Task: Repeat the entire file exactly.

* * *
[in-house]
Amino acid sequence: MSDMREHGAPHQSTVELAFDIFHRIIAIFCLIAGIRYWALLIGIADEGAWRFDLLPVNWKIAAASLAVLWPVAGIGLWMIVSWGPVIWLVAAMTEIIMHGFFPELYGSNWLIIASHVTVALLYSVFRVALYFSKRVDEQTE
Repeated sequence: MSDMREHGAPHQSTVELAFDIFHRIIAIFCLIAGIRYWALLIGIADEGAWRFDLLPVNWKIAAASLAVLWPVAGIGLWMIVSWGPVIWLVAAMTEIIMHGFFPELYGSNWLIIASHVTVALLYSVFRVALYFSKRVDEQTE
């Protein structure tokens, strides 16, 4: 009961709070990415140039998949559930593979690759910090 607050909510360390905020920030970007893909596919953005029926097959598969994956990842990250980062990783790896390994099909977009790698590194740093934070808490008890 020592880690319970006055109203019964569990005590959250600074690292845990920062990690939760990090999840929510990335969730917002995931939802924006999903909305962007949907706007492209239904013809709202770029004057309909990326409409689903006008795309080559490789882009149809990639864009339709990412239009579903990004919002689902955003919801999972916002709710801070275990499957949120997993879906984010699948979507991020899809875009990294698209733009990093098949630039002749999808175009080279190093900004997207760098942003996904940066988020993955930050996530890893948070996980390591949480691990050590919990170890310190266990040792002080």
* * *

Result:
[in-house]
Amino acid sequence: MSDMREHGAPHQSTVELAFDIFHRIIAIFCLIAGIRYWALLIGIADEGAWRFDLLPVNWKIAAASLAVLWPVAGIGLWMIVSWGPVIWLVAAMTEIIMHGFFPELYGSNWLIIASHVTVALLYSVFRVALYFSKRVDEQTE
Repeated sequence: MSDMREHGAPHQSTVELAFDIFHRIIAIFCLIAGIRYWALLIGIADEGAWRFDLLPVNWKIAAASLAVLWPVAGIGLWMIVSWGPVIWLVAAMTEIIMHGFFPELYGSNWLIIASHVTVALLYSVFRVALYFSKRVDEQTE
């Protein structure tokens, strides 16, 4: 009961709070990415140039998949559930593979690759910090 607050909510360390905020920030970007893909596919953005029926097959598969994956990842990250980062990783790896390994099909977009790698590194740093934070808490008890 020592880690319970006055109203019964569990005590959250600074690292845990920062990690939760990090999840929510990335969730917002995931939802924006999903909305962007949907706007492209239904013809709202770029004057309909990326409409689903006008795309080559490789882009149809990639864009339709990412239009579903990004919002689902955003919801999972916002709710801070275990499957949120997993879906984010699948979507991020899809875009990294698209733009990093098949630039002749999808175009080279190093900004997207760098942003996904940066988020993955930050996530890893948070996980390591949480691990050590919990170890310190266990040792002080």